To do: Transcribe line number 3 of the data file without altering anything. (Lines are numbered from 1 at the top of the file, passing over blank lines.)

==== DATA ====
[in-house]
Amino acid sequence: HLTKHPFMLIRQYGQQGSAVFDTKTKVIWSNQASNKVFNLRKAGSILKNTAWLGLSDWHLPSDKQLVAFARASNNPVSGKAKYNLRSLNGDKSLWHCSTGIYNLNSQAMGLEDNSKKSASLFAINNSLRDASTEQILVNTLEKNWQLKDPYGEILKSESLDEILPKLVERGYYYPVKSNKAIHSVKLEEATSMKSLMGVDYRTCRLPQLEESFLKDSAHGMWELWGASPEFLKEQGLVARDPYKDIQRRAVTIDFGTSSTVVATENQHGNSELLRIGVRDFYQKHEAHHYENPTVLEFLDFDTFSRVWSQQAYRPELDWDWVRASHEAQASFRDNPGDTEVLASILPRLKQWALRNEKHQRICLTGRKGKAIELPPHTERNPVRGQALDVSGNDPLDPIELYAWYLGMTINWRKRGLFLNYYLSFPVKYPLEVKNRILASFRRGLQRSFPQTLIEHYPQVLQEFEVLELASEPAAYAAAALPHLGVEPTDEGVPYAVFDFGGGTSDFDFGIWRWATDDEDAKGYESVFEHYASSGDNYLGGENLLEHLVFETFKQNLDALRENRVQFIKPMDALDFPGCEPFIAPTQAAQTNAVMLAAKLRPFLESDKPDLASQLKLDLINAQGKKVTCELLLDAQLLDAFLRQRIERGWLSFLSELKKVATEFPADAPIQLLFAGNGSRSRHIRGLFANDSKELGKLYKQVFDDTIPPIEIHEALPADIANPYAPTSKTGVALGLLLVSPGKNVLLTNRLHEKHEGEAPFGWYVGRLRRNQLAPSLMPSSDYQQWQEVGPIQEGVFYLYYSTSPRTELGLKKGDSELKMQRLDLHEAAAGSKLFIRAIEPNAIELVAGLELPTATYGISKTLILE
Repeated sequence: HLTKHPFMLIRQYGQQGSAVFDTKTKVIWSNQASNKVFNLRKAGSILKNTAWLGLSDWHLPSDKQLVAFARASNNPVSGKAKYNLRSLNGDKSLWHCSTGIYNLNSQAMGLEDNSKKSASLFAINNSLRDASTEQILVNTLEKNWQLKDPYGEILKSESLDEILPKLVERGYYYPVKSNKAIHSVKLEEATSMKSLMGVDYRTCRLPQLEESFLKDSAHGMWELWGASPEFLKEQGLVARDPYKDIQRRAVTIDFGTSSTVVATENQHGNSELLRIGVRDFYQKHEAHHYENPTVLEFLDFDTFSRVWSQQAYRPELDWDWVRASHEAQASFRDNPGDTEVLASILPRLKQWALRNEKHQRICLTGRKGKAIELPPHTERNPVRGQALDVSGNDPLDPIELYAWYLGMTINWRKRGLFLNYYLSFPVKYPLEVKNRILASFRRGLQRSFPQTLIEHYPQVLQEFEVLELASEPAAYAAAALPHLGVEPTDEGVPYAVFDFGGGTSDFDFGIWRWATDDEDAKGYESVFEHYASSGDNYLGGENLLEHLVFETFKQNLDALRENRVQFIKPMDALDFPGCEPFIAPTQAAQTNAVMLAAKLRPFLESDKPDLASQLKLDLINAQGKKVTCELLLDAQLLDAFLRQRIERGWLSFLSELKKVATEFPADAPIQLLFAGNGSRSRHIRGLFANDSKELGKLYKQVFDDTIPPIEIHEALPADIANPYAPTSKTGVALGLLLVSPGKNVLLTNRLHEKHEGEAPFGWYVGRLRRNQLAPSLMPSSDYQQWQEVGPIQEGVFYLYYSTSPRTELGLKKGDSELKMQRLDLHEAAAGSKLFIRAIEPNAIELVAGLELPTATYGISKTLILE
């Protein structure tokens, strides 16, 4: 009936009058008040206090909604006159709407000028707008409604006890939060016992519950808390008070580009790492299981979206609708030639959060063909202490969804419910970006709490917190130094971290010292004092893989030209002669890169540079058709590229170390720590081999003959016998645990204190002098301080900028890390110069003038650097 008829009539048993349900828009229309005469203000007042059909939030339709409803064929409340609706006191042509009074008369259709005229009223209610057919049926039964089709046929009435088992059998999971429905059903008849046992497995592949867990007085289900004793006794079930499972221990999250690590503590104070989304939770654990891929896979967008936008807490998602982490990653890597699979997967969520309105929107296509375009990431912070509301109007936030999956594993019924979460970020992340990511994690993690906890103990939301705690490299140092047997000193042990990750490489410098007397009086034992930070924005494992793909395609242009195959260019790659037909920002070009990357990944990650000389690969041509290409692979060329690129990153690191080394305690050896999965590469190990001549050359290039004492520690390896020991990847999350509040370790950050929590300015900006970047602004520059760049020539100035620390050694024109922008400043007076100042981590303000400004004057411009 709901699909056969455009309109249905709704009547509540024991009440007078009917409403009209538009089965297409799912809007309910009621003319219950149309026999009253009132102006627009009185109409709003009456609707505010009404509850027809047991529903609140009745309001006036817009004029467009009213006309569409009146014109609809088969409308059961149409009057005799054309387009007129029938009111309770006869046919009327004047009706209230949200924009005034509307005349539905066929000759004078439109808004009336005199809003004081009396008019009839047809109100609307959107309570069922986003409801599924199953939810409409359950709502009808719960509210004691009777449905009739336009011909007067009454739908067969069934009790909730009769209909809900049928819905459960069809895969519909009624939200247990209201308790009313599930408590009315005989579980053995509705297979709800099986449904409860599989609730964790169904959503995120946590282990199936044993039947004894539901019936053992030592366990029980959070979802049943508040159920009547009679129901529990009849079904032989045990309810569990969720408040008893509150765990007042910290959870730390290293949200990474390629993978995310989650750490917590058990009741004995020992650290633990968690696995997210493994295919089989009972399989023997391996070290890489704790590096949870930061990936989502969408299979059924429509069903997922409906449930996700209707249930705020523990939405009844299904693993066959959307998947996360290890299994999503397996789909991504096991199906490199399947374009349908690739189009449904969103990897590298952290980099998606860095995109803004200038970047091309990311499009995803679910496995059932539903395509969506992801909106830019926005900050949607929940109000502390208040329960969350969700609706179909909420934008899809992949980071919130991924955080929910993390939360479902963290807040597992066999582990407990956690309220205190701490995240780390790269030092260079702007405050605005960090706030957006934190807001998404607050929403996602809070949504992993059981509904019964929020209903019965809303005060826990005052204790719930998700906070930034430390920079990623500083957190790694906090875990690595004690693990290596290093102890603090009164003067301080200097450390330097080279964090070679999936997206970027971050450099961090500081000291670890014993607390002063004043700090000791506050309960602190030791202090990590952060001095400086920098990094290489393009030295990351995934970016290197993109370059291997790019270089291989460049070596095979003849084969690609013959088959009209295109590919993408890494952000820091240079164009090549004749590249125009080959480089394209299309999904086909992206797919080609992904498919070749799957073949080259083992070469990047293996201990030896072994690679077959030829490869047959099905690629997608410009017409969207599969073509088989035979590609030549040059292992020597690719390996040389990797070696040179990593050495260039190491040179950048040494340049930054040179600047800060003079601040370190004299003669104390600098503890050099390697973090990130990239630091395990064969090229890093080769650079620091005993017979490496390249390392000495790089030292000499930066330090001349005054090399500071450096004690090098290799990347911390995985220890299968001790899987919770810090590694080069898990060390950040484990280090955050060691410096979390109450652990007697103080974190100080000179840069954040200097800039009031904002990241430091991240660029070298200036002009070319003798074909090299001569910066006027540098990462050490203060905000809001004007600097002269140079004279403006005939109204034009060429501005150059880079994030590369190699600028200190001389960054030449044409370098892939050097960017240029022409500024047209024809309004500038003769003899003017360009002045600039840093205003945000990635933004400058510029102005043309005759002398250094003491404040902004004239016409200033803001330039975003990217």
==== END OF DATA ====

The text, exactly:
Repeated sequence: HLTKHPFMLIRQYGQQGSAVFDTKTKVIWSNQASNKVFNLRKAGSILKNTAWLGLSDWHLPSDKQLVAFARASNNPVSGKAKYNLRSLNGDKSLWHCSTGIYNLNSQAMGLEDNSKKSASLFAINNSLRDASTEQILVNTLEKNWQLKDPYGEILKSESLDEILPKLVERGYYYPVKSNKAIHSVKLEEATSMKSLMGVDYRTCRLPQLEESFLKDSAHGMWELWGASPEFLKEQGLVARDPYKDIQRRAVTIDFGTSSTVVATENQHGNSELLRIGVRDFYQKHEAHHYENPTVLEFLDFDTFSRVWSQQAYRPELDWDWVRASHEAQASFRDNPGDTEVLASILPRLKQWALRNEKHQRICLTGRKGKAIELPPHTERNPVRGQALDVSGNDPLDPIELYAWYLGMTINWRKRGLFLNYYLSFPVKYPLEVKNRILASFRRGLQRSFPQTLIEHYPQVLQEFEVLELASEPAAYAAAALPHLGVEPTDEGVPYAVFDFGGGTSDFDFGIWRWATDDEDAKGYESVFEHYASSGDNYLGGENLLEHLVFETFKQNLDALRENRVQFIKPMDALDFPGCEPFIAPTQAAQTNAVMLAAKLRPFLESDKPDLASQLKLDLINAQGKKVTCELLLDAQLLDAFLRQRIERGWLSFLSELKKVATEFPADAPIQLLFAGNGSRSRHIRGLFANDSKELGKLYKQVFDDTIPPIEIHEALPADIANPYAPTSKTGVALGLLLVSPGKNVLLTNRLHEKHEGEAPFGWYVGRLRRNQLAPSLMPSSDYQQWQEVGPIQEGVFYLYYSTSPRTELGLKKGDSELKMQRLDLHEAAAGSKLFIRAIEPNAIELVAGLELPTATYGISKTLILE